When you sit down for Italian-style grub at one of the more than 168 nationwide Carrabba's restaurants, you're first served a small plate with a little pile of herbs and spices in the middle to which the waiter adds olive oil. Now you're set up to dip your sliced bread in the freshly flavored oil. To craft a version of this Carrabba's olive oil bread dip recipe, you'll need a coffee bean grinder or a small food processor to finely chop the ingredients.

    You might also like my recipe for Carrabba's Spicy Sausage Lentil Soup

    Source: Top Secret Restaurant Recipes 2 by Todd Wilbur.

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  • Score: 4.31 (votes: 13)
    Subway Sweet Onion Sauce

    The Sweet Onion Chicken Teriyaki Sandwich, one of Subway's biggest new product rollouts, is made with common ingredients: teriyaki-glazed chicken breast strips, onions, lettuce, tomatoes, green peppers, and olives. But what sets it apart from all other teriyaki chicken sandwiches is Subway's delicious Sweet Onion Sauce. You can ask for as much of the scrumptious sauce as you want on your custom-made sub at the huge sandwich chain, but you won't get any extra to take home, even if you offer to pay. Now you can pour a copycat version of the sauce to your home-built sandwich masterpieces whenever you want.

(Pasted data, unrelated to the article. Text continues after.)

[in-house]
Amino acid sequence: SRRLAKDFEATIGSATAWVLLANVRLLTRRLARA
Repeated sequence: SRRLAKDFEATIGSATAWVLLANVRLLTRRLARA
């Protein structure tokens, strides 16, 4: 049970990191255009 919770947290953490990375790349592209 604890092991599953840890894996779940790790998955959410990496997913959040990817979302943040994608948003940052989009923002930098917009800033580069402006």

Find more copycat recipes for famous sauces here.

    Source: Top Secret Recipes Unlocked by Todd Wilbur.

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  • Score: 4.50 (votes: 4)
    Kraft Stove Top Stuffing

    This copycat Kraft stove top stuffing recipe clones the common 6-ounce box of Stove Top stuffing mix you find in any grocery store. This secret formula duplicates the chicken variety, the brand's most popular version. It's nice to be able to make as much of this as you want prior to the holiday crunch, and just keep it sealed up in the pantry until you're ready to use it. You have enough to worry about deciding which fruits to use in the Jell-O mold. When it's time to cook, it's just a matter of adding some water and margarine, and in 10 easy minutes this stuff is all ready to go.

    Check out my clone recipes for other Kraft favorites here.

    Source: Even More Top Secret Recipes by Todd Wilbur.

     

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  • Score: 5.00 (votes: 6)
    Starbucks Carrot Cake

    There's nothing like a slice of fresh carrot cake with cream cheese frosting and a tall hot latte. Carrot cake and coffee go well together. I suppose that's why you'll find one of the best carrot cakes around at Starbucks. It's moist and flavorful, packed with nuts and golden raisins. Starbucks makes sure its tasty baked goods are fresh by contracting with local bakeries to produce cakes and scones and muffins from the coffee chain's top secret specs. Now you've got your own secret specs with this formula for a carrot cake clone that tastes like it came straight from the coffee house.

    Pair this with your favorite drink from Starbucks. Find more recipes here

    Source: Top Secret Recipes Unlocked by Todd Wilbur.

     

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  • Score: 3.60 (votes: 5)
    Popeyes Buttermilk Biscuits